West Chester >> State Sen. Andy Dinniman said he would fight Sunoco’s attempts to appeal a Pennsylvania Public Utility Commission judge’s order to halt operation of the Mariner East 1 pipeline and prohibit construction of the Mariner East 2 and Mariner East 2X pipelines in West Whiteland Township.
“This fight is far from over,” said Dinniman, D-19. “And Sunoco’s response is a further indication of just how out of touch they still are. The judge’s decision and its potentially wide-reaching impacts on the pipeline regulatory environment in Pennsylvania is the result of Sunoco’s own stubborn refusal to do its due diligence in respecting homeowners, public safety and our local property and environmental rights.
“Sunoco and its parent company, Energy Transfer Partners, have been their own worst enemy. And they only have themselves to blame for making the Mariner East Pipeline a case study of how and where not to install a hazardous material pipeline,” he added.
The judge’s lengthy decision, which was released Thursday, has been called “scathing” by journalists while energy industry officials were quick to recognize its potentially vast and transformative implications for future liquid natural gas pipelines in the commonwealth.
In response, Sunoco representatives have indicated that they would file an appeal, according to news reports.
Among the findings in the order filed by PUC Administrative Law Judge Elizabeth H. Barnes:
“Sunoco has made deliberate managerial decisions to proceed in what appears to be a rushed manner in an apparent prioritization of profit over the best engineering practices available in our time that might best ensure public safety.”
Within the past year, ME1 has experienced three leaks, all in high-consequence areas. Although, there was no ignition, Sunoco failed to identify leaks on its pipeline and failed to report the leak or spill to proper authorities when they occurred. This appears to be on the surface a failure to follow proper protocol and safety procedure designed to protect the public.”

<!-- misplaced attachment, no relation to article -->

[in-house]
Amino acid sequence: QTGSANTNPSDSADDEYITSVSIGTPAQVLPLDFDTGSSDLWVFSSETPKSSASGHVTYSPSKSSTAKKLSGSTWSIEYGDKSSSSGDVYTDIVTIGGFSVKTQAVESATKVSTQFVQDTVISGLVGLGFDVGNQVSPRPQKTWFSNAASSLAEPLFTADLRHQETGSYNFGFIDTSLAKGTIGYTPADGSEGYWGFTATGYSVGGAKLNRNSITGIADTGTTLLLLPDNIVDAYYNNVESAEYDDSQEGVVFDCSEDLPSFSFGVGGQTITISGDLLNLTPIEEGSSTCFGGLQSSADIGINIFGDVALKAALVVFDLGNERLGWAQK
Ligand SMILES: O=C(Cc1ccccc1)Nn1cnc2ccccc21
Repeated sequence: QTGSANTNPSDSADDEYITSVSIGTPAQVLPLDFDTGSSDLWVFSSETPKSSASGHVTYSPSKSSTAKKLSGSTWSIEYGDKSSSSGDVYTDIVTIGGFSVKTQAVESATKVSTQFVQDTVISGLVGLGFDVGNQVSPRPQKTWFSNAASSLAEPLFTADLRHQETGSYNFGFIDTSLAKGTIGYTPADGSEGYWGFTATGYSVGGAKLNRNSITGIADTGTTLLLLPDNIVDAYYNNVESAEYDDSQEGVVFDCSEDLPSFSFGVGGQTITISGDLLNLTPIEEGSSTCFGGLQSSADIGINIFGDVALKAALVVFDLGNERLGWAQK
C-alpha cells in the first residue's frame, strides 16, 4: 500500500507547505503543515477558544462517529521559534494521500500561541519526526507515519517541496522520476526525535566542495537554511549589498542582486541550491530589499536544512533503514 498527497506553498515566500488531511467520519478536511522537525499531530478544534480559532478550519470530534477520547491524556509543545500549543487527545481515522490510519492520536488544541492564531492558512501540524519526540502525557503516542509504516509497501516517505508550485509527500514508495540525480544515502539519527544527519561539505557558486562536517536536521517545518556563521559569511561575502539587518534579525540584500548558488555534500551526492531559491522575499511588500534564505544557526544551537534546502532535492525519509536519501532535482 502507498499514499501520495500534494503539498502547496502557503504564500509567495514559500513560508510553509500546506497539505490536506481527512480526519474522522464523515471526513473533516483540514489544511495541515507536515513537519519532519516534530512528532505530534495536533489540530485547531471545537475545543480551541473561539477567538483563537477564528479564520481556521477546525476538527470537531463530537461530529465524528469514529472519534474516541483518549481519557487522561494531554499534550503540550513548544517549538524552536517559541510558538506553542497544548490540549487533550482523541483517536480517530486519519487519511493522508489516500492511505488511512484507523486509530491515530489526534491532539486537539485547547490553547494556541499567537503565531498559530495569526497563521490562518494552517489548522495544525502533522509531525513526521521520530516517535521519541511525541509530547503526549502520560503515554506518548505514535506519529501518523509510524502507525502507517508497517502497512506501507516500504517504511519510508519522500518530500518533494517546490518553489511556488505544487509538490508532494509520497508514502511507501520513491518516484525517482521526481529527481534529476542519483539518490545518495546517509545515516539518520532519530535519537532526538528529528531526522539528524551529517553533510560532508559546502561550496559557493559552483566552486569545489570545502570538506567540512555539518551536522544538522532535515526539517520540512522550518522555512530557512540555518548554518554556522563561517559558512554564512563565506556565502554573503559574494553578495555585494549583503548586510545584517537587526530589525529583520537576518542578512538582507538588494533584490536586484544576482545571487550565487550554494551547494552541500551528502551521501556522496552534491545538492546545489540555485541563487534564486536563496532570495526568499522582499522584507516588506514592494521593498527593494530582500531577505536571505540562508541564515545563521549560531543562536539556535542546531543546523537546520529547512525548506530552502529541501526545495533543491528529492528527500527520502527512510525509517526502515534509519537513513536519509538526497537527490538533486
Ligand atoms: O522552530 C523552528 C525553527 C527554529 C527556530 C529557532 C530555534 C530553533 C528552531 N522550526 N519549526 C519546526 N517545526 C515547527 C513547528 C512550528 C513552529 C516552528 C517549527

“One leak occurred in Morgantown, Berks County, Pa., on April 1, 2017, and was discovered and reported by a landowner. From the time the landowner informed the operator of a probable leak, it took approximately 90 minutes to shut the pipeline down. In that time nearly 1,000 liquid gallons of a natural gas liquids mixture was released. This is a dangerous quantity of hazardous gas.”
“Since May 9, 2017, DEP has issued Sunoco over 50 Notices of Violation for IRs and other violations, including those occurring in West Whiteland Twp.”
“Sunoco is putting West Whiteland Township’s water supplies at risk by failing to adequately identify, document and avoid drilling through well or aquifer locations underground. In the 350-mile pipeline route, Sunoco only identified 22 private wells in its water permit applications. At least 14 wells have been adversely affected in West Whiteland Township.”
“Sunoco should have used modern electrical resistivity, gravity and seismic methods and should have had a geophysical baseline test results prior to HDD drilling in West Whiteland Township. Proper testing could have uncovered the underlying geology along the route and could have potentially avoided damaging private wells and creating subsidence or ‘sink holes’ in West Whiteland Township.”
Additionally, there is a substantial issue regarding whether Sunoco has adequately created and trained its personnel and first responders of townships along its route regarding proper emergency response and evacuation procedures ... Two large school districts have asked Governor Wolf what to do in an emergency. Residents request specific instructions, but only receive boilerplate general information. Chester County Emergency Services requested an emergency management plan and this request has not been fulfilled.”
“Sunoco’s Pipeline Safety expert did not know how people unable to run away from a vapor cloud should respond to such an incident. Sunoco may have given safety pamphlets to 66,000 people along the 350-mile route, and to schools within .5 miles of the pipe. However, given that vapor clouds can move depending on weather conditions and people are mobile within their communities, this is insufficient. More public outreach should be done than the meetings already held ... All of these facts support a finding that Sunoco has failed to take reasonable efforts to warn and protect the public from danger.”
Dinniman said he and his attorney, Mark Freed of Curtin and Heefner LLP, would fight to uphold every part of Judge Barnes’ 24-count order.
The order will now go before the full five-member PUC.
Sunoco has one week to file an appeal. Its attorneys have already requested to increase the length of legal briefs from 15 to 40 pages. The PUC permitted a 25-page filing.
The next PUC meeting is set for Thursday, June 14.